• $\begingroup$ @ebv Not only is the problem easily corrected with a simple fudge factor (easily determined experimentally - they might not even notice a discrepancy if they relied on calibration in the first place), it's also very common for engineering to plow forward when the science is lacking and vice versa. The two disciplines are complementary, but we have plenty of engineering without the science to guide and/or explain it and plenty of science without any practical engineering. But mainly, as Ben said, the error is easily and exactly quantified, and alternatives to GPS are far worse. $\endgroup$ – Luaan Dec 11 '19 at 8:50
  • $\begingroup$ Neing provocative: a measuring tape is more exact than any gps, though it needs more thought. Not speaking of total stations for terrestrial application or precision approaches guided by radio technology (in conjunction with differential gps). But aren't we looking for the first space application ? :-) Sorry for talking old, i know some things require discussion, relativity is one of them :-) $\endgroup$ – user34174 Dec 11 '19 at 10:07
  • $\begingroup$ It seems to me that this answer overlooks mid-course corrections. $\endgroup$ – Itsme2003 Dec 12 '19 at 3:19
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Consider NASA's Gravity Recovery and Interior Laboratory (GRAIL) mission. Not only would each probe's positions need to be precisely known, but the effects of lunar gravity at their locations. This pairing of position and gravitational measurement could qualify for Relativity being necessary for the success of the mission.

https://www.nasa.gov/pdf/582116main_GRAIL_launch_press_kit.pdf

Zuber and company will have to correct for pesky factors such as atmospheric drag, gravitational pull from other planets and general relativity, just to name a few.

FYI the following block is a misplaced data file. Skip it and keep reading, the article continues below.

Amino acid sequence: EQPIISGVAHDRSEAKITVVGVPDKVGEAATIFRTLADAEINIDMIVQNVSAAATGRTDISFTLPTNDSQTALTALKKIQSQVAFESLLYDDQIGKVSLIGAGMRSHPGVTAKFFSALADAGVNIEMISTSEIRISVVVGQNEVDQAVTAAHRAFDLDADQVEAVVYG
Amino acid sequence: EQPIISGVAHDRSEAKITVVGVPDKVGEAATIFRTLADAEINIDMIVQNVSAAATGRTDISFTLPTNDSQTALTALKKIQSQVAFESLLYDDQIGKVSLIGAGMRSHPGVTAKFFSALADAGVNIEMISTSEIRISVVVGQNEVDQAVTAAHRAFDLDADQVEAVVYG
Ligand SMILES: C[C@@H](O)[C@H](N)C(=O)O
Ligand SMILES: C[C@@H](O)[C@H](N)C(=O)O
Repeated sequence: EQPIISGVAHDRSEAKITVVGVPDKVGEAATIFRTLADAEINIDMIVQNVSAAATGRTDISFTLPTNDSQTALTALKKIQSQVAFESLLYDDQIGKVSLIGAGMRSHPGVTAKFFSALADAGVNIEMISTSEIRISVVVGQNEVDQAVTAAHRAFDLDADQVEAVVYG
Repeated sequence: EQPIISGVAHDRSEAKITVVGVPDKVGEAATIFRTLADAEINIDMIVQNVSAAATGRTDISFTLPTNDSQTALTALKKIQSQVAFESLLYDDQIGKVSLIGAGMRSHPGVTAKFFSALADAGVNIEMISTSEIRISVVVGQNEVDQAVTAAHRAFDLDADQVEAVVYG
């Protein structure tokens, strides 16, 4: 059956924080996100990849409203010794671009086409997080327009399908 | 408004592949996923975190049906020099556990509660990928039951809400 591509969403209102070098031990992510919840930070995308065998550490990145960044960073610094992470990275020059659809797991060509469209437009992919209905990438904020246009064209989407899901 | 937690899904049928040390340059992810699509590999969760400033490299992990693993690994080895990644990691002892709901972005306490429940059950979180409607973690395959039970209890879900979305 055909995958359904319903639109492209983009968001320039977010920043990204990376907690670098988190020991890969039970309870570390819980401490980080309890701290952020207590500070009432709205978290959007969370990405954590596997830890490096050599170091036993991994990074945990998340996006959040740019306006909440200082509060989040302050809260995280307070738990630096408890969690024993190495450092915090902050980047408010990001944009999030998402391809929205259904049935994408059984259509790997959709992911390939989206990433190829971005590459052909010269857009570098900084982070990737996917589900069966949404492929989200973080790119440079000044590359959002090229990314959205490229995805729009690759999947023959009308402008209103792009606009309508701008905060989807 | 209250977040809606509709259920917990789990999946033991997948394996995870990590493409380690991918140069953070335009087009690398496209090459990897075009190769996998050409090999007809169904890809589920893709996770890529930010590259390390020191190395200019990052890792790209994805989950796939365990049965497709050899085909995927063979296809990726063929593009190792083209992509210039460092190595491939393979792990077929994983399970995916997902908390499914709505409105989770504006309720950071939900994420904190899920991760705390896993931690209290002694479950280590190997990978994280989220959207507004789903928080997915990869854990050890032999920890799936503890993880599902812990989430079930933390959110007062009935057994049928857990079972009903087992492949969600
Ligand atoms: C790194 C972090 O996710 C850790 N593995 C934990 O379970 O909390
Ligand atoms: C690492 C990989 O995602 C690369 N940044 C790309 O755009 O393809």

https://science.nasa.gov/science-news/science-at-nasa/2008/22may_grail

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I'm not sure that any spaceflight missions to date have really needed SR/GR.

The Apollo missions finished in ~1972. GPS didn't kick in until ~1978. The Hubble Space Telescope's Pointing Control System (PCS) uses guide stars for alignment. Interplanetary probes presumably don't rely on Earth GPS(!). The slingshot effect tends to be presented as a Newtonian exercise in momentum exchange, partly for simplicity, and partly because GR has some issues with velocity-dependent gravitomagnetic dragging effects, http://maths.dur.ac.uk/~dma0rcj/Psling/sling.pdf :

"... by its usage the slingshot effect is a modern triumph of Newtonian Mechanics."

The fastest ever space probe seems to be the Parker Solar Probe, listed as having reached 692,000 km/h ( ~192 km/s? ) . By comparison, the the speed of light is more like 300,000 km/s So we're talking about less than a thousandth of the speed of light. At v<0.001c, differences between SR and Newtonian calculations are likely to be small compared to other errors (chemical rockets!). NASA don't expect their initial probe trajectories to be perfect, and the craft have manoeuvring thrusters to make changes and trajectory corrections during their multi-year missions.


GPS and GR

GPS calculations are designed to incorporate SR/GR corrections, but analogous effects also show up under Newtonian-based theory. The two "important" GPS corrections that GR folk like to talk about are the gravitational time dilation effect down on the Earth's surface (which makes GPS' orbiting atomic clocks tick faster than us) and the SR transverse redshift (which slows them down again). The clocks are typically adjusted to compensate for these effects before launch.

The "Newtonian" gravitational shift effect that changes the energy of light as it crosses a gravitational gradient was described by John Michell back in 1783 (paper). Einstein then seems to have rediscovered the effect and in 1911 pointed out that the unavoidable consequence was gravitational time dilation ("On the Influence of Gravitation on the Propagation of Light"), but for simplicity Einstein's 1911 paper derives the effect within Newtonian gravity. So while gravitational time dilation isn't usually "historically" considered to be Newtonian theory, the Newtonian version predates GR by a few years, and could and should have been a Nineteenth-Century prediction, and presumably would have been if not for human fallibility.